Banking culture and collective responsibility: A memorandum to the UK Parliamentary Commission on Banking Standards

N Dorn

Research output: Book/Report/Inaugural speech/Farewell speechReportProfessional

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Basic assumptions • There is wide interest in connecting issues of (i) occupational culture, (ii) compliance/ misconduct, (iii) remuneration and (iv) clawback (the bonus/malus debate). • Individual-focussed measures (supervision, remuneration and measures in civil or criminal law) must be supplemented by a wider, whole-firm regulatory strategy. • Whilst attention has been drawn to ‘the tone at the top’, ‘the tone in the middle’ and ‘the tone at the bottom’ are as important. Collectively, mid- and lower-level staff see and know more than chief executives or boards. To reform culture, all levels need to be properly incentivised. • In cases of rule-breaking, recklessness or malfeasance, clawing back a proportion of past and/or present remuneration is a matter of economic justice. • However, questions about who to hold (co-)responsible and to target for recoveries need to be more imaginatively addressed than hitherto. Up to now, some of those working in the financial services industry have passively gained from the recklessness and misdemeanours of their peers – for example, through group bonuses – whilst not being at any risk of clawbacks unless they are also are flagrantly involved. All rewards for passive connivance should be withdrawn, indeed reversed. Recommendations • The Commission should recommend collective responsibility, financial accountability and clawbacks – applying laterally to co-workers of miscreants, as well as vertically to management. This would animate the occupational culture, incentivising all levels of banking staff, in a proactive and precautionary manner, to bring informal pressure to bear against reckless or improper practices and, where that fails, to trigger formal investigation, via reporting and whistleblowing. • A forthright approach would be to go for such linked cultural and remuneration reforms across the whole sector. A more tentative and exploratory step would be to use the (partly) publicly-owned banks as a testing ground. An alternative would be to require such reforms selectively, as conditions of settlement with regulators. If monitoring over time finds that the changes seem positive, then that could provide ammunition for wider change across the industry. Future work • Further thought needs to be given to the relationship between occupational culture within banking, and broader shifts of sentiment associated with the business cycle. • The relationship between (a) risk-taking and (b) the implicit public guarantees enjoyed by banks and liquidity support by central banks remains problematic.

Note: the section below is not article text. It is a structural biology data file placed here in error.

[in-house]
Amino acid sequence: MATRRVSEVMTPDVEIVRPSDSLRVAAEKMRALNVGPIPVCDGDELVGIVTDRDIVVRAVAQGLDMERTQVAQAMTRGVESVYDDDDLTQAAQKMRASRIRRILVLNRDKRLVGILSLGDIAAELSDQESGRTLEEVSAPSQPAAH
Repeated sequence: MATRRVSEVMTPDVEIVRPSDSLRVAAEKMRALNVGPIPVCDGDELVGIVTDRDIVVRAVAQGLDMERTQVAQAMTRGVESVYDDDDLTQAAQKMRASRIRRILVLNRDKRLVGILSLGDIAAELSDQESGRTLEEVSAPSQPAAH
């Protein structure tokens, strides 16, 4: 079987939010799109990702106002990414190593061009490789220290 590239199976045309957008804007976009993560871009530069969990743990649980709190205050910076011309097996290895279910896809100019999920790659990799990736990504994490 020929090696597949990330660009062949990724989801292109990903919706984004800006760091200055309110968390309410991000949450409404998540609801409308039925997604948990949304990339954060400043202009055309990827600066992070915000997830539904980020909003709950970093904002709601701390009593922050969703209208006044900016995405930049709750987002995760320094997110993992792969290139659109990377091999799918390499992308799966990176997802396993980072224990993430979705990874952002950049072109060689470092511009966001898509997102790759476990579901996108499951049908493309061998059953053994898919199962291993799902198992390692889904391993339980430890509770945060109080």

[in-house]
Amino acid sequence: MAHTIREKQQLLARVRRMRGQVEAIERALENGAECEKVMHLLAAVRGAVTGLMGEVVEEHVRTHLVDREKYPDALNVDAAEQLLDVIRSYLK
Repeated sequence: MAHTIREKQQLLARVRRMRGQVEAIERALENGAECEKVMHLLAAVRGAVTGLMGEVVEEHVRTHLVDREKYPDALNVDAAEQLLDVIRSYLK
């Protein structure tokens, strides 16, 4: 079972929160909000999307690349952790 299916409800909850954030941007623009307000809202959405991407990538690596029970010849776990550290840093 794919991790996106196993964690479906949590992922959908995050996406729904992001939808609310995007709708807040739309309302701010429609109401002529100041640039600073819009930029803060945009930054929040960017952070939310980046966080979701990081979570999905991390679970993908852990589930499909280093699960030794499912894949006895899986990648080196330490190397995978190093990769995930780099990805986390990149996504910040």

Original languageEnglish
Place of PublicationLondon
Number of pages11
Publication statusPublished - 2013

Bibliographical note

geen DOI - This evidence was elicited from the author by the Parliamentary Commission in March 2013 and published by them in slightly amended form on 19 June 2013, with other evidence, in: Parliamentary Commission on Banking Standards, Changing Banking For Good, volume VI, written evidence, HL paper 27-VI/HC 175-VI, 19 June, London: Stationery Office, pp 983-989. To see the use made of the above evidence, see Parliamentary Commission on Banking Standards, Changing Banking For Good, volume II, chapters 1 to 11 and annexes together with formal minutes, 12 June,, in particular pp 123 (accountability firewall), 137 (gaining from the recklessness of others), 363 (cultural change) and 401 (collective self-discipline). [Some version of the report have an incorrect attribution to me on page 371 (whistleblowing): that evidence came in fact from evidence submitted by the Chartered Institute of Internal Auditors.]

Research programs

  • SAI 2005-04 MSS


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